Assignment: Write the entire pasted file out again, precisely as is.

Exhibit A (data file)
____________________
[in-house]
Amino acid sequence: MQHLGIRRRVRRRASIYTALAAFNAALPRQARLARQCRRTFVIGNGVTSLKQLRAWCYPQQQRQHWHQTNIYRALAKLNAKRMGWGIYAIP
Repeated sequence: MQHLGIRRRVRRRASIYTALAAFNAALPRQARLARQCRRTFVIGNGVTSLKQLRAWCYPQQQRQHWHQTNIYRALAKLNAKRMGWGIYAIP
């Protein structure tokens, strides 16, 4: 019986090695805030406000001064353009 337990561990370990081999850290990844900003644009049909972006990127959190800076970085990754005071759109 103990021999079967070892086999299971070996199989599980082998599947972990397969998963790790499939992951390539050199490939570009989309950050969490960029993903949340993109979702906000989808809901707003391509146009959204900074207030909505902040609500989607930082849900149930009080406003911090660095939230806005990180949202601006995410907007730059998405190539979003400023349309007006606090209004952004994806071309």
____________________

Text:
[in-house]
Amino acid sequence: MQHLGIRRRVRRRASIYTALAAFNAALPRQARLARQCRRTFVIGNGVTSLKQLRAWCYPQQQRQHWHQTNIYRALAKLNAKRMGWGIYAIP
Repeated sequence: MQHLGIRRRVRRRASIYTALAAFNAALPRQARLARQCRRTFVIGNGVTSLKQLRAWCYPQQQRQHWHQTNIYRALAKLNAKRMGWGIYAIP
């Protein structure tokens, strides 16, 4: 019986090695805030406000001064353009 337990561990370990081999850290990844900003644009049909972006990127959190800076970085990754005071759109 103990021999079967070892086999299971070996199989599980082998599947972990397969998963790790499939992951390539050199490939570009989309950050969490960029993903949340993109979702906000989808809901707003391509146009959204900074207030909505902040609500989607930082849900149930009080406003911090660095939230806005990180949202601006995410907007730059998405190539979003400023349309007006606090209004952004994806071309």